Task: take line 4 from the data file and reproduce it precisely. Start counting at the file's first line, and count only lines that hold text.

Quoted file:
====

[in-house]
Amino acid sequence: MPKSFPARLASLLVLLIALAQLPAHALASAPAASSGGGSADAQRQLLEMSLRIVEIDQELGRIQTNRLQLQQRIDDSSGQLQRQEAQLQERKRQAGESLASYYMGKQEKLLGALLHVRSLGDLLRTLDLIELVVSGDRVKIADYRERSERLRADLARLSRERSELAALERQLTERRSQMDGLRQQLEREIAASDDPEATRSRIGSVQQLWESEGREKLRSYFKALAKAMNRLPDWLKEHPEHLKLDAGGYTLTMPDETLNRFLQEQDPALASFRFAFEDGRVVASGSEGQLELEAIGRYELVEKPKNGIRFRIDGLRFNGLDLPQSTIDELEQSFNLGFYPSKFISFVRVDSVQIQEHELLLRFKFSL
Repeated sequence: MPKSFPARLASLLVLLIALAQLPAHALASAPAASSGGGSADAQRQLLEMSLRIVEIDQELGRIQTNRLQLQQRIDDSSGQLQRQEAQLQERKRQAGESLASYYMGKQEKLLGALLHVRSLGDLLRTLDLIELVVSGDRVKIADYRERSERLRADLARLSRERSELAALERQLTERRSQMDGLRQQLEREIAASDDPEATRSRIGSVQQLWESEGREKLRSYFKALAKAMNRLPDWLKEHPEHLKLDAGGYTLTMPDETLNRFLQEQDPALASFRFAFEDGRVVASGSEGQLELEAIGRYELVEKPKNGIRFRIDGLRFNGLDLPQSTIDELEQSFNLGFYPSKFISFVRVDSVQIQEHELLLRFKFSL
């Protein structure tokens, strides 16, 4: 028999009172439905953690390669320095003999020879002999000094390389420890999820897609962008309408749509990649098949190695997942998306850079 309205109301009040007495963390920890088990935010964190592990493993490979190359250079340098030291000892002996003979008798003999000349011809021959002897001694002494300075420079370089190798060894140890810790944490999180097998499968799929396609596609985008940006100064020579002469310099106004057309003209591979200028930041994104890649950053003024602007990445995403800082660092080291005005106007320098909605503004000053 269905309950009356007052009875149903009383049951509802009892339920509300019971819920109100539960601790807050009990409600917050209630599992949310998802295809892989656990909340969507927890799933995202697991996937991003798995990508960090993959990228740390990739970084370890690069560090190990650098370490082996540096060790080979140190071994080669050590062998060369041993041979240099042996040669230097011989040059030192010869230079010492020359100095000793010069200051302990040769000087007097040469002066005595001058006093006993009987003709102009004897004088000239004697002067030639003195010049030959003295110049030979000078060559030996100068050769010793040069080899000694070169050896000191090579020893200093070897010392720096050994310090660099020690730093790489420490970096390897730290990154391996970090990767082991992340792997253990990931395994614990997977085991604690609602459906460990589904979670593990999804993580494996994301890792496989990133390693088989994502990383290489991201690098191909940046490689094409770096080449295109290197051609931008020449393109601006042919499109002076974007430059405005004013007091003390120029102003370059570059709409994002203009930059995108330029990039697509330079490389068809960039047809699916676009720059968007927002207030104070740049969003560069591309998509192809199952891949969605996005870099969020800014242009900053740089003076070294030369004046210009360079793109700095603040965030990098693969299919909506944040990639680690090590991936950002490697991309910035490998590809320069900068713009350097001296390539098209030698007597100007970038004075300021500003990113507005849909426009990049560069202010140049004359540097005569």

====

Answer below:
């Protein structure tokens, strides 16, 4: 028999009172439905953690390669320095003999020879002999000094390389420890999820897609962008309408749509990649098949190695997942998306850079 309205109301009040007495963390920890088990935010964190592990493993490979190359250079340098030291000892002996003979008798003999000349011809021959002897001694002494300075420079370089190798060894140890810790944490999180097998499968799929396609596609985008940006100064020579002469310099106004057309003209591979200028930041994104890649950053003024602007990445995403800082660092080291005005106007320098909605503004000053 269905309950009356007052009875149903009383049951509802009892339920509300019971819920109100539960601790807050009990409600917050209630599992949310998802295809892989656990909340969507927890799933995202697991996937991003798995990508960090993959990228740390990739970084370890690069560090190990650098370490082996540096060790080979140190071994080669050590062998060369041993041979240099042996040669230097011989040059030192010869230079010492020359100095000793010069200051302990040769000087007097040469002066005595001058006093006993009987003709102009004897004088000239004697002067030639003195010049030959003295110049030979000078060559030996100068050769010793040069080899000694070169050896000191090579020893200093070897010392720096050994310090660099020690730093790489420490970096390897730290990154391996970090990767082991992340792997253990990931395994614990997977085991604690609602459906460990589904979670593990999804993580494996994301890792496989990133390693088989994502990383290489991201690098191909940046490689094409770096080449295109290197051609931008020449393109601006042919499109002076974007430059405005004013007091003390120029102003370059570059709409994002203009930059995108330029990039697509330079490389068809960039047809699916676009720059968007927002207030104070740049969003560069591309998509192809199952891949969605996005870099969020800014242009900053740089003076070294030369004046210009360079793109700095603040965030990098693969299919909506944040990639680690090590991936950002490697991309910035490998590809320069900068713009350097001296390539098209030698007597100007970038004075300021500003990113507005849909426009990049560069202010140049004359540097005569």